Jump to content
bstrignano

Network Vision/LTE - Upstate New York Markets - Central & East (including Syracuse, Albany, Binghamton, Ithaca, Utica)

Recommended Posts

2 hours ago, Joski1624 said:

This is certainly promising.  Other markets like the seemingly forgotten West PA market now have 800MHz sites that have been found by S4GRU members.

These are fairly recent GMO LTE conversions so that is great news they're sending the techs back to improve them yet again. :-) 

Share this post


Link to post
Share on other sites

Drove up to Ithaca today and mapped RT96 on Sensorly. Full LTE the whole way!

Sitting in Ithaca commons right now, every business has full LTE indoors. I’m curious if they have a small-cell here - the service is excellent. 

EDIT: Went to a few more buildings, my phone is locked onto an extremely strong Band 25 signal even within brick hallways. I didn't see Band 26 once. Really, really good signal here.

  • Like 5

Share this post


Link to post
Share on other sites

I picked up a B41 signal this morning in Glens Falls for the first time that I've noticed, and I pass through downtown every weekday on my way to and from work. It was showing as B41 every time I checked SignalCheck Pro until I got close to my office about 3-4 miles away, near exit 18. I'm getting B25 in the office, which could be because I'm indoors. I ran a couple speed tests in downtown Glens Falls and was getting about 15-16mbps. The further away from downtown that I got, the more the speeds dropped toward 10mbps (and below that at times). I chalk those speeds up to the B41 being new and probably not optimized yet.

I live in Queensbury, a few miles north of Glens Falls, and have had my LTE going in and out a lot since last week (per the SignalCheck notification I get when I connect to an LTE signal), but haven't seen B41 yet at home. If they're upgrading the towers in this area, that could be an explanation for my in-and-out LTE signal lately, right?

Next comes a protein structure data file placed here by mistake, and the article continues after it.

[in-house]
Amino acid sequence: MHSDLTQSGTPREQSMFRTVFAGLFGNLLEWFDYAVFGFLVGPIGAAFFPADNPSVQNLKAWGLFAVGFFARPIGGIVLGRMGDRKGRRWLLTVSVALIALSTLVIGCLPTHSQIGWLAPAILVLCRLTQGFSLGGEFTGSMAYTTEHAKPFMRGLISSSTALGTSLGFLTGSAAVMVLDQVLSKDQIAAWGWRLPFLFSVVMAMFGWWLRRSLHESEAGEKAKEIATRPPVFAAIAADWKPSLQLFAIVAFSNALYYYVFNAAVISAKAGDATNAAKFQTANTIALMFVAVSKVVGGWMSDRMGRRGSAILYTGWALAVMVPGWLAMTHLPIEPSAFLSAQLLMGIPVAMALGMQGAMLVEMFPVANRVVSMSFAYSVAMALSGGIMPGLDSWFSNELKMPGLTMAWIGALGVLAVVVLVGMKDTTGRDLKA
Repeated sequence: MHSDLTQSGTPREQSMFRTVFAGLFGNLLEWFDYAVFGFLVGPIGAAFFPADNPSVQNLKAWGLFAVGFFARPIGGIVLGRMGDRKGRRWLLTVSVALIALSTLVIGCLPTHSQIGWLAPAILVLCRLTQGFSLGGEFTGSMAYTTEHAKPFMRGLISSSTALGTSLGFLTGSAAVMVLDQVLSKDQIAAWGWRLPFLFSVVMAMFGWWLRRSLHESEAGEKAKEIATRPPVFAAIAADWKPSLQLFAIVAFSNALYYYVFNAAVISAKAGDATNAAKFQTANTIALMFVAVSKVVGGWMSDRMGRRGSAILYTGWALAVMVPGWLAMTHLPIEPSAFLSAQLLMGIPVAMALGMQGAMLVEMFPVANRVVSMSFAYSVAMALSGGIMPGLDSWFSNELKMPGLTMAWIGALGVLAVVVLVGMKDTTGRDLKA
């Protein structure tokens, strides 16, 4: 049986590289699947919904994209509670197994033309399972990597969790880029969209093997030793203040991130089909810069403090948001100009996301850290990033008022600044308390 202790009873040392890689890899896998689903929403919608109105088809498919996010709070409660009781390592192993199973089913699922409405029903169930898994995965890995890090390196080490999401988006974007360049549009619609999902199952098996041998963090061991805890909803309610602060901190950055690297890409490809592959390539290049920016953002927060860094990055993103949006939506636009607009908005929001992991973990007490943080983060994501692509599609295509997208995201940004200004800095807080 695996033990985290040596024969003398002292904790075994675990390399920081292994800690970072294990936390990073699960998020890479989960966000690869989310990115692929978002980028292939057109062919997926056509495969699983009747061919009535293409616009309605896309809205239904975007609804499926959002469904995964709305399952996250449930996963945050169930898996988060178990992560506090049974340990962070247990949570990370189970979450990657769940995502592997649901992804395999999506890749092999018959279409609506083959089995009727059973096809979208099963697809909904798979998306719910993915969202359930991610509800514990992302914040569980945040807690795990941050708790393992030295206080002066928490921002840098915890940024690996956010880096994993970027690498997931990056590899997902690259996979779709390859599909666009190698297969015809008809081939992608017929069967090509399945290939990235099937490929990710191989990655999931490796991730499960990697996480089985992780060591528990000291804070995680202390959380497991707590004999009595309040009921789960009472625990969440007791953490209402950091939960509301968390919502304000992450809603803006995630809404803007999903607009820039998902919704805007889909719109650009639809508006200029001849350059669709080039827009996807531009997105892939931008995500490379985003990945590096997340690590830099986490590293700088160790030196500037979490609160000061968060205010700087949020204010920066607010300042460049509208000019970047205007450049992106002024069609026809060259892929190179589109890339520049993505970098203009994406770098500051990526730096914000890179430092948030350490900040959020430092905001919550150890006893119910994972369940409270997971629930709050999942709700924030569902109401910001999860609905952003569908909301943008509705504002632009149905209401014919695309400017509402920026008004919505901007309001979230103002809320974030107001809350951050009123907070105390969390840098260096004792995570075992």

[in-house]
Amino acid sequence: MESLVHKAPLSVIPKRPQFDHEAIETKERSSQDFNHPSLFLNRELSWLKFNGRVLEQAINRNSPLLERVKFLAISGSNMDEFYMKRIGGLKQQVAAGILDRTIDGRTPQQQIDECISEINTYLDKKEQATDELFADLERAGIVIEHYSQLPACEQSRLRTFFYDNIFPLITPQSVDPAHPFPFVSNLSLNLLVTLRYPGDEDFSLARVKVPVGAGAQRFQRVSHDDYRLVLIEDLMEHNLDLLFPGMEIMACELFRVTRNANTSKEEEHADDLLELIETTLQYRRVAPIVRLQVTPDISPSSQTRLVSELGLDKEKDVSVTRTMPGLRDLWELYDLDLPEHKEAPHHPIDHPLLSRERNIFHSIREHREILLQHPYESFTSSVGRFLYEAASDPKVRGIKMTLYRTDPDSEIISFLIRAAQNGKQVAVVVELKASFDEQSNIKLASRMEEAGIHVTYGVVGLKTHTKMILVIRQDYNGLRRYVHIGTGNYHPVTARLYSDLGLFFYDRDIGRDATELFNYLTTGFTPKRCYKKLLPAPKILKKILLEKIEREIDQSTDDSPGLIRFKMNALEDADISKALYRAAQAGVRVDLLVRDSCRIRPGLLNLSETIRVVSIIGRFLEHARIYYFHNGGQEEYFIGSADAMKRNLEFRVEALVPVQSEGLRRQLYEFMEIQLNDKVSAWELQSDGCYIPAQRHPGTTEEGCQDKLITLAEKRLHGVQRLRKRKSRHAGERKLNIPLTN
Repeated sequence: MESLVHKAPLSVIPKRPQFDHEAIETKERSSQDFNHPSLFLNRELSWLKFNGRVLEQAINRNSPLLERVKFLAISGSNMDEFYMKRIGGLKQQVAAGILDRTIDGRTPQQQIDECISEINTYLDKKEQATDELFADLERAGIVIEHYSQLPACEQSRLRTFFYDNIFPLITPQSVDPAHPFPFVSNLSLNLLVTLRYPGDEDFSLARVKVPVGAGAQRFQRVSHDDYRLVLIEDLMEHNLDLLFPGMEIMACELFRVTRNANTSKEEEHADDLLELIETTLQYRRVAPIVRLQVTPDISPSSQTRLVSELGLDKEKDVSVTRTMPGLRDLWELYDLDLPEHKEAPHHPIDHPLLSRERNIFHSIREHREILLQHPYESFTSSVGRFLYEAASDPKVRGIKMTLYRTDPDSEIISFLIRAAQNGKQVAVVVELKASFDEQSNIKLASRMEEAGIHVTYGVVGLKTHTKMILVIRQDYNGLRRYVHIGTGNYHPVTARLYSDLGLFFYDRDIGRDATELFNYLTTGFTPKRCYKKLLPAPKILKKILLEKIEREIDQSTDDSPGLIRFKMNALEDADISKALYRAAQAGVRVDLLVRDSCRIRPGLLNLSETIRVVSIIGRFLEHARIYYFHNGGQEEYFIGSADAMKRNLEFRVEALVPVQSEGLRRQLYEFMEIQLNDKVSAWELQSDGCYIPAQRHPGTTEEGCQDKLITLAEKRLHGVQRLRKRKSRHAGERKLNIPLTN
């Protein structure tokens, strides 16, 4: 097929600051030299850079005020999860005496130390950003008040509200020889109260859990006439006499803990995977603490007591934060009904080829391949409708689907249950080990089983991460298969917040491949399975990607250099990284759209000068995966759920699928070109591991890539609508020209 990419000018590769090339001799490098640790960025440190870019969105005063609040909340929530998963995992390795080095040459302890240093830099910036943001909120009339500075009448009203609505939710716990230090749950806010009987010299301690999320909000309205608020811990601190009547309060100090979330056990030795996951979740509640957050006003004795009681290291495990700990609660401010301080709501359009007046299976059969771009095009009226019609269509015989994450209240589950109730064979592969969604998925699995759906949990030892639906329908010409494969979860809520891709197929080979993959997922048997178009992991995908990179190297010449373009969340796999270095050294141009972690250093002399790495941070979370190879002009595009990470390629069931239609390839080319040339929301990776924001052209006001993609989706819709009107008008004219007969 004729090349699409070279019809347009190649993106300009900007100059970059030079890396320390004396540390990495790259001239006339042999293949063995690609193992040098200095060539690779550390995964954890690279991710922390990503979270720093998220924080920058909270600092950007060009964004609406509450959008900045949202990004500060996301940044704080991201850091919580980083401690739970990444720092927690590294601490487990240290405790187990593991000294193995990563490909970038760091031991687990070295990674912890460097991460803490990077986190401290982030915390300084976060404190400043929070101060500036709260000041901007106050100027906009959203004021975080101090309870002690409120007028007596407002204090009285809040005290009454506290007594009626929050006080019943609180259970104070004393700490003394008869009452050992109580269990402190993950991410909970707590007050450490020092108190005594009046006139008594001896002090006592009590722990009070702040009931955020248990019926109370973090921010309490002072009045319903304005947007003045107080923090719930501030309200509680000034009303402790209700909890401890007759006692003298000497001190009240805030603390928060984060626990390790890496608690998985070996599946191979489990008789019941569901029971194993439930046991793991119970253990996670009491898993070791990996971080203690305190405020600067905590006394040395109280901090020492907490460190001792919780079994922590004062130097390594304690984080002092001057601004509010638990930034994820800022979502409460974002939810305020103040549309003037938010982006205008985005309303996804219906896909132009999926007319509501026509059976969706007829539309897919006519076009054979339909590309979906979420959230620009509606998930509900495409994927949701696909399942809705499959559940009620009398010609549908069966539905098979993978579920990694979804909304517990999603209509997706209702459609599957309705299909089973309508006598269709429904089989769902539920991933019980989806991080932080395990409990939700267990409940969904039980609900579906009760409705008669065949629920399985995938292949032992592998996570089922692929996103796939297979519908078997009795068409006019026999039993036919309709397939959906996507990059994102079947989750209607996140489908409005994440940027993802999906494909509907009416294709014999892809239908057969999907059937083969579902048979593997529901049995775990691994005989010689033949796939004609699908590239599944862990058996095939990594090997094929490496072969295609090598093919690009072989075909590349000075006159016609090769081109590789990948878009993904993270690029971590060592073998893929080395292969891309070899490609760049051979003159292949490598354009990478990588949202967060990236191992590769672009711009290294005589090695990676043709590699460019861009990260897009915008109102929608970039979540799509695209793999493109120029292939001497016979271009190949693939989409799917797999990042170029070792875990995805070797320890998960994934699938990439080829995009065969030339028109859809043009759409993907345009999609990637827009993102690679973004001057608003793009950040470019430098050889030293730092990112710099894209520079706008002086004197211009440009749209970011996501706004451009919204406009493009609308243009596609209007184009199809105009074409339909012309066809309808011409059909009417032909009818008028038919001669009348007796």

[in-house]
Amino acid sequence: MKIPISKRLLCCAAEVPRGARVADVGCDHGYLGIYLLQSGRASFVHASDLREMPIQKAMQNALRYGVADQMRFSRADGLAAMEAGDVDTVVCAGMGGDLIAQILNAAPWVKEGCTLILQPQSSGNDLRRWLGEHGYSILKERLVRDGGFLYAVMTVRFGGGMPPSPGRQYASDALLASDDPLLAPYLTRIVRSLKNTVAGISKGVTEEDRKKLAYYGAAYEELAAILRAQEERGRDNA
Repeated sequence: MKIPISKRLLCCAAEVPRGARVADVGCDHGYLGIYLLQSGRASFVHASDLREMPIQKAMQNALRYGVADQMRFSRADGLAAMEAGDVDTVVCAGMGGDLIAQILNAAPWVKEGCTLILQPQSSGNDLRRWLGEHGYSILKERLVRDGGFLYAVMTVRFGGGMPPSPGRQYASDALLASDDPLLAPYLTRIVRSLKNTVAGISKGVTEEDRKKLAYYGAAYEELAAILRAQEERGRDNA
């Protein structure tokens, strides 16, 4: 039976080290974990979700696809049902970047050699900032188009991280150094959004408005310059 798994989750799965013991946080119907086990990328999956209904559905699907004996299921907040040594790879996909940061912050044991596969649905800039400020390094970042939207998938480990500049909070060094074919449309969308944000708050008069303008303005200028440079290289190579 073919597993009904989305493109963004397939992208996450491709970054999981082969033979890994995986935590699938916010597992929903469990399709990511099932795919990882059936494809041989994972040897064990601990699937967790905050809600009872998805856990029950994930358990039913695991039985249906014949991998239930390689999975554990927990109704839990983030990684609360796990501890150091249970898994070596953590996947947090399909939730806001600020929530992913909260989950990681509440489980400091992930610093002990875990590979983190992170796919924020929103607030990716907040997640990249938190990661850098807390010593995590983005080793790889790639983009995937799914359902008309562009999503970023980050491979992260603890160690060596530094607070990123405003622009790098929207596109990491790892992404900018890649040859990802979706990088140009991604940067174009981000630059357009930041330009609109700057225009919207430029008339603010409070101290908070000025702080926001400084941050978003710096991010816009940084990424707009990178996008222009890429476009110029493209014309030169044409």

• Like 2

Share this post


Link to post
Share on other sites
38 minutes ago, Scott said:

If they're upgrading the towers in this area, that could be an explanation for my in-and-out LTE signal lately, right?

 

Yes.. Optimization/Upgrades. 

  • Like 1

Share this post


Link to post
Share on other sites

I’ll have to check myself, I’m in Queensbury but only connect to band 25 at home. We have had downtime in the last week or so so this is great news! I noticed a 2nd B25 carrier a couple weeks ago but no B41. My wife works in downtown GF so she will be happy to see her phone work better now.


Sent from my iPhone using Tapatalk

  • Like 1

Share this post


Link to post
Share on other sites

Ran a Speedtest today on the GF tower with B41 and got 47 down, upload was around 3. It looked like a dual carrier is active too as it bounced from 40978 to 41176 and the iPhone field test earfcn would go from 0 to 1 to show the dual carrier. I couldn’t find any B41 on the other towers in GF, Queensbury or Lake George.